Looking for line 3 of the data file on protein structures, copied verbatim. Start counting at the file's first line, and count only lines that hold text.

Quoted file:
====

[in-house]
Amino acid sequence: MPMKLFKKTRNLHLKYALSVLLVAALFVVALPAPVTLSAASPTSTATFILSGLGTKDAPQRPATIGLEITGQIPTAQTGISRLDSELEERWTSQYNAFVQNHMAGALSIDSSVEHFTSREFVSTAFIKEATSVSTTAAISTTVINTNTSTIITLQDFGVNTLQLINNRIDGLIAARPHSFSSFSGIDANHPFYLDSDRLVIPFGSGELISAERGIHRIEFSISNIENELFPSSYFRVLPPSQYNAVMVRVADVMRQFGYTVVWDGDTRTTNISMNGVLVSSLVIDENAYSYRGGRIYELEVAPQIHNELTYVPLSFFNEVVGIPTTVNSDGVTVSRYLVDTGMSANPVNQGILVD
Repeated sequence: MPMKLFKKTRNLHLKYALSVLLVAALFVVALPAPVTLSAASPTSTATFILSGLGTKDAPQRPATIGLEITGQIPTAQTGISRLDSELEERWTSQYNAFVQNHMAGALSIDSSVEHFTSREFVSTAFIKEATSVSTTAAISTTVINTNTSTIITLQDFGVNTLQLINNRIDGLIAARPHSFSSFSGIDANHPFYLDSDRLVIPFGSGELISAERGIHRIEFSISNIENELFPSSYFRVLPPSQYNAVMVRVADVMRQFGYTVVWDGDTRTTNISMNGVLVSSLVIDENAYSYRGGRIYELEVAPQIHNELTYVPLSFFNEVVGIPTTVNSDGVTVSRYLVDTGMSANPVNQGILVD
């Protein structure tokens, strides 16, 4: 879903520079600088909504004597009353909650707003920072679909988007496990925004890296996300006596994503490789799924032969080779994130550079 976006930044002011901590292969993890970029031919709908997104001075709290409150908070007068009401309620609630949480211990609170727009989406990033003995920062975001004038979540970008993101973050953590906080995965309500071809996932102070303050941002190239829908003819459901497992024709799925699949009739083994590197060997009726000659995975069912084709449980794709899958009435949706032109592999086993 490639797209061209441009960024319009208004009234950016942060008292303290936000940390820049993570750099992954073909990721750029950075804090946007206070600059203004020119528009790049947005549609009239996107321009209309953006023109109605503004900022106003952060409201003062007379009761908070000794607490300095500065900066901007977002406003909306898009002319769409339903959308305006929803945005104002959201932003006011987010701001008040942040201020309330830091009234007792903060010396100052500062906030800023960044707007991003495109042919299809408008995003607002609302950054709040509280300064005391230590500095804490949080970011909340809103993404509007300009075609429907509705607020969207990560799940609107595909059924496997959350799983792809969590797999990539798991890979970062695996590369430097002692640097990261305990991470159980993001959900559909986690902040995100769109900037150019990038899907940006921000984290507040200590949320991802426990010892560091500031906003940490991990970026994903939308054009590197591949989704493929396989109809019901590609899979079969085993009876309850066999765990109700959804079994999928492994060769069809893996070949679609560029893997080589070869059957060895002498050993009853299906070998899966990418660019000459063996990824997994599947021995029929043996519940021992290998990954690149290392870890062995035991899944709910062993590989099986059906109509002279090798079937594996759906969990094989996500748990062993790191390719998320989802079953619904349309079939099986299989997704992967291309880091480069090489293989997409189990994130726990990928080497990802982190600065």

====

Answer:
Repeated sequence: MPMKLFKKTRNLHLKYALSVLLVAALFVVALPAPVTLSAASPTSTATFILSGLGTKDAPQRPATIGLEITGQIPTAQTGISRLDSELEERWTSQYNAFVQNHMAGALSIDSSVEHFTSREFVSTAFIKEATSVSTTAAISTTVINTNTSTIITLQDFGVNTLQLINNRIDGLIAARPHSFSSFSGIDANHPFYLDSDRLVIPFGSGELISAERGIHRIEFSISNIENELFPSSYFRVLPPSQYNAVMVRVADVMRQFGYTVVWDGDTRTTNISMNGVLVSSLVIDENAYSYRGGRIYELEVAPQIHNELTYVPLSFFNEVVGIPTTVNSDGVTVSRYLVDTGMSANPVNQGILVD